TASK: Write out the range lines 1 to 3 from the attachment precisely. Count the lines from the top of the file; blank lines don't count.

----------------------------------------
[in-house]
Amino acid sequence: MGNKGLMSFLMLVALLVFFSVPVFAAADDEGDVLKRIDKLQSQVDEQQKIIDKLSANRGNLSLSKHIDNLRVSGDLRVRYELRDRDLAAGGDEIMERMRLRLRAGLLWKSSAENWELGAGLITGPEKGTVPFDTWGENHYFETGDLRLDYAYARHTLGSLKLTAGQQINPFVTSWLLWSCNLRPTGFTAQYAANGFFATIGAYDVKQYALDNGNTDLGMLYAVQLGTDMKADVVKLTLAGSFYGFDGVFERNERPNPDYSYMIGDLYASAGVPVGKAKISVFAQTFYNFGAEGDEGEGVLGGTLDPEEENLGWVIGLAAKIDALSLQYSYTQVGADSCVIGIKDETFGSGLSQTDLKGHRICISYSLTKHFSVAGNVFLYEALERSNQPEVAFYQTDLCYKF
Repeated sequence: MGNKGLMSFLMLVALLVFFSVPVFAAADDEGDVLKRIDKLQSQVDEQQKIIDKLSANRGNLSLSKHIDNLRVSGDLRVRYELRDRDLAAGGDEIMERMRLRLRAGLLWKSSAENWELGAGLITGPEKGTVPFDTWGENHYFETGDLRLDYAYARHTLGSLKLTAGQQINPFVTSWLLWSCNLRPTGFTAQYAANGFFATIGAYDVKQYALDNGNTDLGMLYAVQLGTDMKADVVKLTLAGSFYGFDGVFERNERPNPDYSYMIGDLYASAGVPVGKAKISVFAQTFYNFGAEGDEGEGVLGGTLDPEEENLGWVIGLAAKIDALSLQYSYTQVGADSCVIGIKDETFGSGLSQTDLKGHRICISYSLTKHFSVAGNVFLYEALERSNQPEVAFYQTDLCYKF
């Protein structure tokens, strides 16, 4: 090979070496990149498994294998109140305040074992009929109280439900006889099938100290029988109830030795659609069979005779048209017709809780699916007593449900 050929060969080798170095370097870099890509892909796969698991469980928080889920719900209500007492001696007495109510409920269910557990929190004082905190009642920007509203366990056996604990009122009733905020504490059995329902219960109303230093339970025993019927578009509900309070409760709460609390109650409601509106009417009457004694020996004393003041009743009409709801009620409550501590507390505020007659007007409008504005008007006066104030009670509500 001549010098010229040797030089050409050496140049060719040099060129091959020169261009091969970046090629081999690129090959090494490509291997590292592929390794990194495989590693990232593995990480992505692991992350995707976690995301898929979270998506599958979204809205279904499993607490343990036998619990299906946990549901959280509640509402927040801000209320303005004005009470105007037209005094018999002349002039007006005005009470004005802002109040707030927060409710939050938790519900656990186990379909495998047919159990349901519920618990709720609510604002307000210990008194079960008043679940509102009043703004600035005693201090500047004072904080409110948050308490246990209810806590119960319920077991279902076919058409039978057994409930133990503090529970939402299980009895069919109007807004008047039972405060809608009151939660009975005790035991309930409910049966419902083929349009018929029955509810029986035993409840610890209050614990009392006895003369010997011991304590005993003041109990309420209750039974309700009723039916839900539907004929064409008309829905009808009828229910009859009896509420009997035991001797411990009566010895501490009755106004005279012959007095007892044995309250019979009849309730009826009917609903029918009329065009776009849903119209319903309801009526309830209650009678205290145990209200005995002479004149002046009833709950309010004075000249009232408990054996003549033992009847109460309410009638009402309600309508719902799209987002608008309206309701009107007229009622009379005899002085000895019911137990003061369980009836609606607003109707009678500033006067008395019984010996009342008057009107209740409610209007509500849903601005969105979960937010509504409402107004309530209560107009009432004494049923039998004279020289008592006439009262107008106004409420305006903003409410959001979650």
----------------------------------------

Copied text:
[in-house]
Amino acid sequence: MGNKGLMSFLMLVALLVFFSVPVFAAADDEGDVLKRIDKLQSQVDEQQKIIDKLSANRGNLSLSKHIDNLRVSGDLRVRYELRDRDLAAGGDEIMERMRLRLRAGLLWKSSAENWELGAGLITGPEKGTVPFDTWGENHYFETGDLRLDYAYARHTLGSLKLTAGQQINPFVTSWLLWSCNLRPTGFTAQYAANGFFATIGAYDVKQYALDNGNTDLGMLYAVQLGTDMKADVVKLTLAGSFYGFDGVFERNERPNPDYSYMIGDLYASAGVPVGKAKISVFAQTFYNFGAEGDEGEGVLGGTLDPEEENLGWVIGLAAKIDALSLQYSYTQVGADSCVIGIKDETFGSGLSQTDLKGHRICISYSLTKHFSVAGNVFLYEALERSNQPEVAFYQTDLCYKF
Repeated sequence: MGNKGLMSFLMLVALLVFFSVPVFAAADDEGDVLKRIDKLQSQVDEQQKIIDKLSANRGNLSLSKHIDNLRVSGDLRVRYELRDRDLAAGGDEIMERMRLRLRAGLLWKSSAENWELGAGLITGPEKGTVPFDTWGENHYFETGDLRLDYAYARHTLGSLKLTAGQQINPFVTSWLLWSCNLRPTGFTAQYAANGFFATIGAYDVKQYALDNGNTDLGMLYAVQLGTDMKADVVKLTLAGSFYGFDGVFERNERPNPDYSYMIGDLYASAGVPVGKAKISVFAQTFYNFGAEGDEGEGVLGGTLDPEEENLGWVIGLAAKIDALSLQYSYTQVGADSCVIGIKDETFGSGLSQTDLKGHRICISYSLTKHFSVAGNVFLYEALERSNQPEVAFYQTDLCYKF